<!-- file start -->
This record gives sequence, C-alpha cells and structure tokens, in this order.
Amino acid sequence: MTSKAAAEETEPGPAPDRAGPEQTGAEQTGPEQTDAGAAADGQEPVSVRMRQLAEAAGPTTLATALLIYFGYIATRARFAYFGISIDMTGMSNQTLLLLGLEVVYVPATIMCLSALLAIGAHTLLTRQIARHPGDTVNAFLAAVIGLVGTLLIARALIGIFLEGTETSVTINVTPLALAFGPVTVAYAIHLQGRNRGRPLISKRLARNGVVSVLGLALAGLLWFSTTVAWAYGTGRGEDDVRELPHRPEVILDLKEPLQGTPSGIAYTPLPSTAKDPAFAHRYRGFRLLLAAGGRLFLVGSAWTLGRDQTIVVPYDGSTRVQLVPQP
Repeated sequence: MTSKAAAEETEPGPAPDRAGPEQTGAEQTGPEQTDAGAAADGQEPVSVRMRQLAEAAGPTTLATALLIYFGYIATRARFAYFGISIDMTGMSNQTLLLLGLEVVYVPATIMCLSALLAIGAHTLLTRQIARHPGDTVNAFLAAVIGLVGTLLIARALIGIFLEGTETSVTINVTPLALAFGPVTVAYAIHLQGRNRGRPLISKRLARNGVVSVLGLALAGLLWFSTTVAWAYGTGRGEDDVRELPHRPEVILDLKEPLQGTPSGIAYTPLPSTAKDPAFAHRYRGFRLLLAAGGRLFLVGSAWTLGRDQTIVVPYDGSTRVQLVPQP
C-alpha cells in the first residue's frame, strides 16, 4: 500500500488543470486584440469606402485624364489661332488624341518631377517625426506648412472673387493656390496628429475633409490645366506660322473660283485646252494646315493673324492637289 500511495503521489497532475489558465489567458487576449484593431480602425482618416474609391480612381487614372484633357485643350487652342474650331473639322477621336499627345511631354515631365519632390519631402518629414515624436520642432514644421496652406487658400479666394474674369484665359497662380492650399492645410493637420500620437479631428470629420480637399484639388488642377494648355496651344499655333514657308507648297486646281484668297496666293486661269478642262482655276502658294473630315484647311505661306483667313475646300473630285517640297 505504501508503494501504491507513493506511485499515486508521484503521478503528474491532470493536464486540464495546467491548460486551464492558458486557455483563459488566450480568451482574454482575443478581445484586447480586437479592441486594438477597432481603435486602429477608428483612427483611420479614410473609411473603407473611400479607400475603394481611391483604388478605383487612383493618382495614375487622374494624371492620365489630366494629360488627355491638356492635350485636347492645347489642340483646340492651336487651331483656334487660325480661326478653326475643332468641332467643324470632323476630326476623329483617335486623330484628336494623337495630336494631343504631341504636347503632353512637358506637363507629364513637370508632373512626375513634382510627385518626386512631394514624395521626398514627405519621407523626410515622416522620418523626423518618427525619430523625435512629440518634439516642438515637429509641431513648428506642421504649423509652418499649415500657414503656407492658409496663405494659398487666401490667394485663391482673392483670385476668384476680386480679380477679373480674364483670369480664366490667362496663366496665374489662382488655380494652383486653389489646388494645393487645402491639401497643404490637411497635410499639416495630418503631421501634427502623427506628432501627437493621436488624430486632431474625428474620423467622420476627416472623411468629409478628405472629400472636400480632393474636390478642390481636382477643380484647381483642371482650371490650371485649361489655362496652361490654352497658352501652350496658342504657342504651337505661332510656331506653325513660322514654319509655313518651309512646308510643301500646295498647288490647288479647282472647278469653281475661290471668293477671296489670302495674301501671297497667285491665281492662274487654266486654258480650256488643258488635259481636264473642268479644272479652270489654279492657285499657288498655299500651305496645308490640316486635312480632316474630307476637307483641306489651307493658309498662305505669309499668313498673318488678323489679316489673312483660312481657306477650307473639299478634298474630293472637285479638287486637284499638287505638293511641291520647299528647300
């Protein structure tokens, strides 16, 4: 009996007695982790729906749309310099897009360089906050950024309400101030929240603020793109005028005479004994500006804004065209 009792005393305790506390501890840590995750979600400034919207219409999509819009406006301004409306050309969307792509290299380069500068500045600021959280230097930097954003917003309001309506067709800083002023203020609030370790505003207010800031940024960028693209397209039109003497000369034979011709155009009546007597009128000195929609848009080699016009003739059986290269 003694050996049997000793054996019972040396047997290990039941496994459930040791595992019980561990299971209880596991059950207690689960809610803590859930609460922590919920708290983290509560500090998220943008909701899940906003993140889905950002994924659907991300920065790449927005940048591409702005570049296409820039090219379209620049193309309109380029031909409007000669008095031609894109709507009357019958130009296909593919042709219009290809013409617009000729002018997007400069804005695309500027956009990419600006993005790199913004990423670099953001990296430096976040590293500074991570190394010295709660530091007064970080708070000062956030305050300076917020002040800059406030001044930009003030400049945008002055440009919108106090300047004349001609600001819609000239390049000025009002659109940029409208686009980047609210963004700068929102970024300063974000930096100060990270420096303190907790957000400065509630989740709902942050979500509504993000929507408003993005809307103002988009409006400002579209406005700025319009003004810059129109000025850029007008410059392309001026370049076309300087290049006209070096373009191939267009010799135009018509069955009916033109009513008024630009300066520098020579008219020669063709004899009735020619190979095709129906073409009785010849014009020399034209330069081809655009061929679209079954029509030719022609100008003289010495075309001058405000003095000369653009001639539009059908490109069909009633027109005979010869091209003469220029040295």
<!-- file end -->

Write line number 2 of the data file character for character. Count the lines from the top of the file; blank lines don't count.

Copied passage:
Amino acid sequence: MTSKAAAEETEPGPAPDRAGPEQTGAEQTGPEQTDAGAAADGQEPVSVRMRQLAEAAGPTTLATALLIYFGYIATRARFAYFGISIDMTGMSNQTLLLLGLEVVYVPATIMCLSALLAIGAHTLLTRQIARHPGDTVNAFLAAVIGLVGTLLIARALIGIFLEGTETSVTINVTPLALAFGPVTVAYAIHLQGRNRGRPLISKRLARNGVVSVLGLALAGLLWFSTTVAWAYGTGRGEDDVRELPHRPEVILDLKEPLQGTPSGIAYTPLPSTAKDPAFAHRYRGFRLLLAAGGRLFLVGSAWTLGRDQTIVVPYDGSTRVQLVPQP